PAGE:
Hedge Funds and Conflict Of Interest

Hedge funds are often looked upon as being unethical in their practices. This is partly because there is public outrage about the amount of money that some of the fund managers are able to earn as income even though they are supposedly causing systemic crisis. The fact that the names of hedge fund managers have come up in several scandals further accentuates this negative perception. In this article we will have a look at how hedge funds take care of their fiduciary duties. We will also look at some examples of possible conflicts of interest for the hedge funds.

Fiduciary Duty

Each and every hedge fund has a fiduciary duty towards its investors. This means that it is supposed to disclose all material and relevant information which may harm the interests of the investors putting their money in these funds. Therefore, even though hedge funds do not fall under the purview of most laws pertaining to investment securities, they can still be prosecuted for hiding information. Such hiding of information amounts to misrepresentation in a contract.

Cases wherein investors have been cheated by the hedge fund management have been reportedly presented for trial in the American judiciary system. Some of the common conflicts of interest are as follows:

Examples:

  • Side Letters: Sometimes hedge funds want big investors who can invest significant sums of money. Although, all investments in hedge funds are huge by normal standards, the management may still want more money from let’s say another hedge fund. In such case, it is likely that they may grant concessional terms to these big investors. For instance a fund of funds may only be willing to invest in a hedge fund if it is given liquidity preference. This means that this fund will be allowed to withdraw its investments at a short notice and possibly at a lower cost than the other investors. They may also demand certain additional privileges like the first right to make additional investments but not the obligations to do so. Sometimes they may be given access to information which is not given to the average investor like trade books etc.

    The point is that this arrangement puts one investor or group of investors at a significant advantage compared to the other groups. This is called a “side letter” and should not be done secretly and without the consent of other investors. Hedge funds are required by law to disclose such conflicts of interest to potential investors.

  • Side Pockets: Hedge funds sometimes take money for investors for a shorter period of time. However, this money is illiquid and cannot be redeemed for a fixed amount of time. In practice it is like a fixed deposit made to a hedge fund. In industry jargon this is called a side pocket and is used by the hedge funds to make investments that are illiquid and difficult to value. Hedge funds are expected to disclose these side pockets to potential investors. Also, they are not supposed to project the return generated on these assets to potential investors as usual performance.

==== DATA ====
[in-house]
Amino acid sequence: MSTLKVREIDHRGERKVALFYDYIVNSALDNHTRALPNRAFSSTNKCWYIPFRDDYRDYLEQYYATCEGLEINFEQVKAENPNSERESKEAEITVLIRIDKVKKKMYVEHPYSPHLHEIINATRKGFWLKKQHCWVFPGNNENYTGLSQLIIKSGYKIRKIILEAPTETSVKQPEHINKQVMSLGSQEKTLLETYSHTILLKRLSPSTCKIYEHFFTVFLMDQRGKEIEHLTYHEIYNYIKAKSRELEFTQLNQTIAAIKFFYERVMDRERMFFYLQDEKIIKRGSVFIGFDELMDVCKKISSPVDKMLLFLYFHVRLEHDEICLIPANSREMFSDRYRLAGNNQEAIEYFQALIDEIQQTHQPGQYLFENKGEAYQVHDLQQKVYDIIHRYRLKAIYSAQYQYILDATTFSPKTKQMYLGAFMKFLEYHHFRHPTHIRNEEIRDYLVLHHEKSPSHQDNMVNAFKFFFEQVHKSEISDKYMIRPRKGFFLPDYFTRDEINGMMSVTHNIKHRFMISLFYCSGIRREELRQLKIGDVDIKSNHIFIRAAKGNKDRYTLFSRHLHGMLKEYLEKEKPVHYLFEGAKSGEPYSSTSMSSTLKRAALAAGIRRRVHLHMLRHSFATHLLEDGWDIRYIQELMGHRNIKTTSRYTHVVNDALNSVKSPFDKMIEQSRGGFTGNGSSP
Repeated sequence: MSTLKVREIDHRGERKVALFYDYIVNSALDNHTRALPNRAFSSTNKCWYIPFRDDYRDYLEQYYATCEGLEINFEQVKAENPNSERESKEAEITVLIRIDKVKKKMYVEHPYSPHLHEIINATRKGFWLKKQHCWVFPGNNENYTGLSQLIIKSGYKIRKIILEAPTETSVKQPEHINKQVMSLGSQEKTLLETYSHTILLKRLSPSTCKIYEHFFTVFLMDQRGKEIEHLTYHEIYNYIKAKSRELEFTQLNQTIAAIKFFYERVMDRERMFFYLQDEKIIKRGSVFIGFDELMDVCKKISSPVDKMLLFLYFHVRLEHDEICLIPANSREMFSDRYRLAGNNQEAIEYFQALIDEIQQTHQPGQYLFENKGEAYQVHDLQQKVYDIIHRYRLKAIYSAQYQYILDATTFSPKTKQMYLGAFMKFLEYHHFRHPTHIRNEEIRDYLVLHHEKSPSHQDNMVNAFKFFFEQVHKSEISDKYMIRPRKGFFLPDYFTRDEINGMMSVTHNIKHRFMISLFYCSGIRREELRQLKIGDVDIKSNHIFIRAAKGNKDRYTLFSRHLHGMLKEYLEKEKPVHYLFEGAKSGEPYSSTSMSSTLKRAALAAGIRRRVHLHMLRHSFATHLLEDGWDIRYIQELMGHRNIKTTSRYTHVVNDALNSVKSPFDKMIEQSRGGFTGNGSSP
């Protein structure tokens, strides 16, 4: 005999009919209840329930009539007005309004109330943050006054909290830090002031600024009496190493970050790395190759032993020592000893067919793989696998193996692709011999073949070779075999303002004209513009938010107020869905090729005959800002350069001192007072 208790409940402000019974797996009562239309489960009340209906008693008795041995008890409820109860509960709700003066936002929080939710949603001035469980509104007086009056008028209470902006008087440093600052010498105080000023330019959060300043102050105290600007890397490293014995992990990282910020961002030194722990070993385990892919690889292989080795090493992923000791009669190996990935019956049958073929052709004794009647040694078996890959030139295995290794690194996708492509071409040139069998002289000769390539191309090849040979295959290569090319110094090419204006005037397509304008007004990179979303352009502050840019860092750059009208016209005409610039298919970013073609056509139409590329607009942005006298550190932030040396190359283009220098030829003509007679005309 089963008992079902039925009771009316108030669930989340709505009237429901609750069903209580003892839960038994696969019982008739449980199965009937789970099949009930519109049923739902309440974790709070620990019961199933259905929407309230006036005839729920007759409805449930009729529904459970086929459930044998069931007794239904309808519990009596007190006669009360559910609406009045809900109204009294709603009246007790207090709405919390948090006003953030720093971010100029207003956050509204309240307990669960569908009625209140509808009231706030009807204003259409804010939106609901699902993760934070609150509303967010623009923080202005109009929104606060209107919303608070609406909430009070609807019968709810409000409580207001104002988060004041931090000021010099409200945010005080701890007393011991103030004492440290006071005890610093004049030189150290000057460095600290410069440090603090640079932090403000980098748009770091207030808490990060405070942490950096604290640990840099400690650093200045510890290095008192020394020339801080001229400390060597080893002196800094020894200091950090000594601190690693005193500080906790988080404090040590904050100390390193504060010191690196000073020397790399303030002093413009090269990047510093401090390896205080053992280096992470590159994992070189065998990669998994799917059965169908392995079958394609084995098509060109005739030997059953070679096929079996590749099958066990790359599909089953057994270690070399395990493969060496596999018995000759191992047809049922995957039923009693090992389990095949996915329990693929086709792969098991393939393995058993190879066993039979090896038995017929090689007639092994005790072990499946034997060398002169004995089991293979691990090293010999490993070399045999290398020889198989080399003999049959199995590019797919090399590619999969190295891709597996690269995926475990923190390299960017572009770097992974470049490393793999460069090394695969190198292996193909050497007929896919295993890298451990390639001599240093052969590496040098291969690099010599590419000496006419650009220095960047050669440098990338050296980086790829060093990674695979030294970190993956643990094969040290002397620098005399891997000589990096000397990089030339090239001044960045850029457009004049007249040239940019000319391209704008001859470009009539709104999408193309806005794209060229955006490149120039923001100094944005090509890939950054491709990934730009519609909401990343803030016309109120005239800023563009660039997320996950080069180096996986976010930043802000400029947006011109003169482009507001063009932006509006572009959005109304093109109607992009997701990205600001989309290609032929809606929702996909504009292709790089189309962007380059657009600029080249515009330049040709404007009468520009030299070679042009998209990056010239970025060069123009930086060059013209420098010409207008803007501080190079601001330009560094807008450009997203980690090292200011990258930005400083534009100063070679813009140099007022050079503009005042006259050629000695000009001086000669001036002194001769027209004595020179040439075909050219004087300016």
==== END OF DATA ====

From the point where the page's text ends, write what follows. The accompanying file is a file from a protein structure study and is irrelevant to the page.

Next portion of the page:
• Simultaneous Management: Hedge funds managers are like celebrities in the financial world. Once they create a good track record, they are extremely sought after. It is possible that some hedge fund managers may be working on more than one investment portfolio at a given time. This situation must be disclosed to the investors with immediate effect. This is because a hedge fund manager can artificially inflate his performance if he is in charge of two portfolios. He can do so by cross trading between them. Therefore to increase the ROI of the portfolio, the manager may sell from one portfolio and buy from another one at an inflated price. This is likely to have an adverse effect on one group of investors while having a favorable effect on the other group.

  • Insider Trading: Hedge funds are also notorious for insider trading. Since they have access to such huge sums of cash and do not need to disclose information, they sometimes become the pawns used by corrupt promoters to benefit themselves at the expense of other shareholders. No amount of disclosure can solve the problem of insider trading. However hedge funds must ensure that they do not take money from high risk as well as prohibited investors.

  • Prime Commissions: Commissions are a legitimate operating expense of the business. However, salaries and rents are overheads. There is a huge difference between overheads and operating expenses and SEC is very particular about it. Some hedge funds have tried to include a percentage of their overheads into commissions paid to the prime broker. However, the SEC has been very vigilant about this fact and has levied penalties whenever such a case has come to light. Hedge funds are required to stay away from such deceptive practices failing which they are misleading the investors and therefore are in a conflict of interest situation.

It would be fair to say that hedge funds as an industry are victims to the perception that has been created by some unethical managers. More often than not, hedge funds are run in a perfectly legal and ethical way. However, the occasional news article creates a bigger impression on the minds of the general population and the entire industry gets a bad name.


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